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Marcus Aurelius, Pax Romana, Beginning of Christianity
27 BC to 313 AD
We're at the year 27 BC. Octavian wins the Civil Wars. He becomes the first emperor of Rome. The Roman Republic was dead.
Plenty of others had vied for it, including his great uncle, Julius Caesar, who had been assassinated in 44 BC (another year you may want to tuck away). After his assassination, Octavian teamed up with Lepidus and Mark Antony to form the second triumvirate, to take revenge on Julius Caesar's assassins and to divide the Roman Republic among themselves. The second triumvirate was successful, they then warred among themselves, Octavium beat Mark Antony at Actium in 31, and was in control. He always had to maintain the illusion that he wasn't in control (remember, the Romans hated kings . . . It was in their lifeblood and collective unconscious. In 27, however, the Senate bestowed on him the title of “Augustus,” or “Illustrious One,” and at that point, it was pretty much all over. Octavian had a vast fortune, control of the military, and a really, really cool name.
It also brought in the Pax Romana, which is why I pick 27 BC as a year to remember in order to develop an historical perspective. The Pax Romana would last for over 200 years and transform the turbulent Mediterranean world into a peaceful and prosperous one. This was, I believe, providential. Galatians 4:4. Christ came in the fullness of time. It was the Pax Romana that allowed the word to spread. It was the Greek culture and its philosophical principles that allowed people to start making sense of the momentousness that had just occurred.
Why else is 27 BC a good reference point?
This was the period in which Rome conquered Britain, all the way up to Scotland, where they built a wall to keep out the fierce Picts and Scots. Hadrian's Wall. The Romans would stay there for over 300 years. We're talkin' a real long time. And it was powerful culture in every way, wealth, art, literature, philosophy. It left a deep mark. It would also be the reason we have a King Arthur. Because after the Romans withdrew their last legions in 410, it wasn't like everyone left with them. Plenty of Romans stayed behind. There was a firmly ensconced Roman culture, and they had to defend themselves. When the Anglos and Saxons and Jutes started to invade (or were they merely migrating . . . .the historical record is mixed . . . But there is strong historical evidence that they were invited over to work as mercenaries and then overstayed their welcome and invited their friends over). The Romans were driven from the cities and to the west, where they probably set up centers of resistance and, occasionally, sallied forth in an offensive against the invaders. One of those leaders was King Arthur, if there was a King Arthur at all. But that would be in the late 400s, and this part of our historical overview is supposed to stop at 313. But the Romans first took over during this time period, in 84 AD, another year you can tuck away into the gray crevices in your brain .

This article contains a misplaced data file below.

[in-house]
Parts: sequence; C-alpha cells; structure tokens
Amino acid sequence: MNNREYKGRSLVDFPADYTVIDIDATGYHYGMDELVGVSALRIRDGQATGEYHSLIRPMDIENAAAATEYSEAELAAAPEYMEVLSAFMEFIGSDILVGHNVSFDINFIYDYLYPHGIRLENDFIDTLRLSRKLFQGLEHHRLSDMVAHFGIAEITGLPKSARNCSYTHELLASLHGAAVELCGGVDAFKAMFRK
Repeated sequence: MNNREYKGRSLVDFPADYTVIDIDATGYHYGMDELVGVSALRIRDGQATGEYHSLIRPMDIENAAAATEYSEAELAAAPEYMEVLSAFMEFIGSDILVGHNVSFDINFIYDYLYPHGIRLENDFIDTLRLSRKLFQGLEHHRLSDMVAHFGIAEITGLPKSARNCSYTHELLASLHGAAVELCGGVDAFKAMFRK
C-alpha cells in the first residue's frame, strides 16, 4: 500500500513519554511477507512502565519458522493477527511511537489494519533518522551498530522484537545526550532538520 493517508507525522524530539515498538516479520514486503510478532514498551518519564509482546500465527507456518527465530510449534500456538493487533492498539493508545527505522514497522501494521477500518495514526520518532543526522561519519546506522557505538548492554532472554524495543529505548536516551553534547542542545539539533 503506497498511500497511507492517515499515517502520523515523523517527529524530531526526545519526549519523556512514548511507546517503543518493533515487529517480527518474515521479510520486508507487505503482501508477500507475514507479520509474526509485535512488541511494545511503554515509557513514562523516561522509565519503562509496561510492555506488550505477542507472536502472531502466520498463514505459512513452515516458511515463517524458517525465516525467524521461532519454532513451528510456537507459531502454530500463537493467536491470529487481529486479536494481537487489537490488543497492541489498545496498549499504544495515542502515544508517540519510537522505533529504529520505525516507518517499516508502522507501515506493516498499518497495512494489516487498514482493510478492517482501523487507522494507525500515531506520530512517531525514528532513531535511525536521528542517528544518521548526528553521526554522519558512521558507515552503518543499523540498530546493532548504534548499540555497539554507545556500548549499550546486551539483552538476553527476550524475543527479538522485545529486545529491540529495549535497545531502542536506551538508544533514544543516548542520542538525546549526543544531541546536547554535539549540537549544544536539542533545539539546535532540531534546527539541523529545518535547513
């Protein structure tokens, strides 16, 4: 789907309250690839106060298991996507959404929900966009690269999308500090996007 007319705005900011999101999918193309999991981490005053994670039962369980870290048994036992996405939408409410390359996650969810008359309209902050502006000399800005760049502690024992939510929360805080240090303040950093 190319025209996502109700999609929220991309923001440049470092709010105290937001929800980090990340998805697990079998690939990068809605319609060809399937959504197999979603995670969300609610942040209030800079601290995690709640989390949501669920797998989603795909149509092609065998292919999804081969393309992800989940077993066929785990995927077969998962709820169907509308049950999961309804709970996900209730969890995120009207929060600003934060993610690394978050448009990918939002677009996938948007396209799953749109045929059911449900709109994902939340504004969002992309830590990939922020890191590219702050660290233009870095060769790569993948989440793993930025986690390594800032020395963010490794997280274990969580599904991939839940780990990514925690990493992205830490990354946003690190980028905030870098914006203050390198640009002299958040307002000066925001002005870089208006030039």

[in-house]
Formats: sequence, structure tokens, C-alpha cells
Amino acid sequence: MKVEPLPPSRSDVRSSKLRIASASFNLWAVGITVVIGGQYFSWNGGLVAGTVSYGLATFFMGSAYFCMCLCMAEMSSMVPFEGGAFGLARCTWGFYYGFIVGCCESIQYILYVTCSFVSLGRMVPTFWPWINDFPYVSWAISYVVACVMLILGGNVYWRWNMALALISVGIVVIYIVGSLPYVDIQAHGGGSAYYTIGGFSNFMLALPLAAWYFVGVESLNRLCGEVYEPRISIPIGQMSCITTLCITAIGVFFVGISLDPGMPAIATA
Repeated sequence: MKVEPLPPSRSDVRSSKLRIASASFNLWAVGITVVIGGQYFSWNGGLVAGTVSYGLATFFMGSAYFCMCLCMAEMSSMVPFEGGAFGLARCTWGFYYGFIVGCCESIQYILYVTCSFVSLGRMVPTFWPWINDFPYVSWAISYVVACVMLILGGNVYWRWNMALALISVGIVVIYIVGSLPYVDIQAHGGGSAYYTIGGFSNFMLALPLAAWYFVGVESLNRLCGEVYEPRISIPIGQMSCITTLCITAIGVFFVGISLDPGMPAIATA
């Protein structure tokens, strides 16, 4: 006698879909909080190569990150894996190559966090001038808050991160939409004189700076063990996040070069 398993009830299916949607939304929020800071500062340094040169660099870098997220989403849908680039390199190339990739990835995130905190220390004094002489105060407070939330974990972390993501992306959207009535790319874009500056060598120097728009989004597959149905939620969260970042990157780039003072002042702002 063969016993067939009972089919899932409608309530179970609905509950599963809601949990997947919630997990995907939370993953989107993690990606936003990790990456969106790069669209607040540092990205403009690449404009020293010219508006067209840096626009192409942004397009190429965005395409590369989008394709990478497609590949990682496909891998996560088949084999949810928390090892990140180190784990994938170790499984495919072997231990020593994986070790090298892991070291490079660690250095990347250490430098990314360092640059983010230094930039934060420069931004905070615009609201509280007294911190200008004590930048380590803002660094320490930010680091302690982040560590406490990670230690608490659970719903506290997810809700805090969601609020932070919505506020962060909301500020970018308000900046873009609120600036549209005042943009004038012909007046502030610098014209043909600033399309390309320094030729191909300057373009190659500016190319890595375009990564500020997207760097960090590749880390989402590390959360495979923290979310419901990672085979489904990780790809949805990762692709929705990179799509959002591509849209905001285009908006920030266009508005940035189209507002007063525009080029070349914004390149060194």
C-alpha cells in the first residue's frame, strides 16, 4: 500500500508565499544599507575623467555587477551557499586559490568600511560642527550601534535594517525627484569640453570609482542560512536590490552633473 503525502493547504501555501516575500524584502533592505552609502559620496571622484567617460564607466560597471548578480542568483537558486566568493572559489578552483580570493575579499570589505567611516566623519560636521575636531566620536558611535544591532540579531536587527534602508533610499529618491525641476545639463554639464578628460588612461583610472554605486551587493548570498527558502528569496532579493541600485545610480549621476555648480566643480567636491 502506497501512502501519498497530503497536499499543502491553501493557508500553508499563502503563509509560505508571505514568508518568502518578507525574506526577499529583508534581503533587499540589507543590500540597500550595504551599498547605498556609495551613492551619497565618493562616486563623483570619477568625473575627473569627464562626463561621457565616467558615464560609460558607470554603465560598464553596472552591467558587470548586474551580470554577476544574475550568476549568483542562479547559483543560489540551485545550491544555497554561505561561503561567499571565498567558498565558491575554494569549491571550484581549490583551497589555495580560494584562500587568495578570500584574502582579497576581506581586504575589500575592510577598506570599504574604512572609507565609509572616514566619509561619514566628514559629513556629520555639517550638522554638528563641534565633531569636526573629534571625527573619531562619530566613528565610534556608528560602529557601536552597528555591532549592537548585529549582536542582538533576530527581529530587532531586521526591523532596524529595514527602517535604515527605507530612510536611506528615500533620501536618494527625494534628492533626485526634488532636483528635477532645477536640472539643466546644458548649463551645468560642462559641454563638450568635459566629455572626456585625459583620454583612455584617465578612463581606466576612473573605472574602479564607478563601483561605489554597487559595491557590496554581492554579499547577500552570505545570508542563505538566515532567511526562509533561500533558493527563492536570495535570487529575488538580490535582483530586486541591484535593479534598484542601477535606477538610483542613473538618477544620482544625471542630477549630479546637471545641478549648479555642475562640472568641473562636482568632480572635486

This was also the heyday of Stoic philosophy. Stoicism started 300 years earlier with Zeno, but it really hit its stride in this time period (again, 27 BC to 313 AD). This was the era of Seneca, Epictetus, and Marcus Aurelius, whose Meditations must be read by anyone interested in, well, life. It's often said Aurelius, deprived of Christianity, didn't have the god he deserved. Please get a copy. I'm told the translation can make a big difference. I can't tell you which translations are good and which are bad, but my copy of the translation by George Long, which is the public sphere free of copyright, has served me well.
This time also marks the beginning of the fall of the Roman Empire, at least according to Edward Gibbon in his Decline and Fall of the Roman Empire. The Empire reached its zenith under the Five Good Emperors. The 12th emperor, Nerva, then Trajan, Hadrian, Antonius Pious, and Marcus Aurelius (yes, the same one who wrote the Meditations). Trajan took over in 98 AD. Under him, Rome reached its absolute peak, so tatoo “100 AD” ISH on your brain as “Rome at its mightiest.” After Trajan, a slow decline started but Rome mostly held its own until the death of Marcus Aurelius. He left the empire to his decadent son, Commodus and then the decline really started. That's where Gibbon starts his multi-volume classic history.
After Marcus Aurelius, Rome started to decline fairly quickly. Its decline would be slowed dramatically under Diocletian, who ruled from 284 to 305. You may want to mark 284 in your brain: The beginning of serfdom. That's not really accurate, and something like serfdom had already started to emerge before Diocletian, but his radical reforms to stop the Empire's decline included tying farmers to the land, so they'd keep growing food.
Diocletian also split the empire into two, in order to alleviate administrative problems. This would pave the way for his eventual successor, Constantine, to establish Constantinople and move the entire administrative center to the east (today's Istanbul).
This period was also the period that Christianity would start and grow. Christ's death, the early Church, persecutions, steady growth, gaining more and more adherents (how many? It seems to me that Christianity didn't grow as fast as Christians would like to believe, but it wasn't slow either and only gaining momentum when Constantine became Catholic, like the secularists want to believe. Rodney Stark, a secularist but friendly and just trying to do honest work, gives a sober recount and analysis in The Rise of Christianity.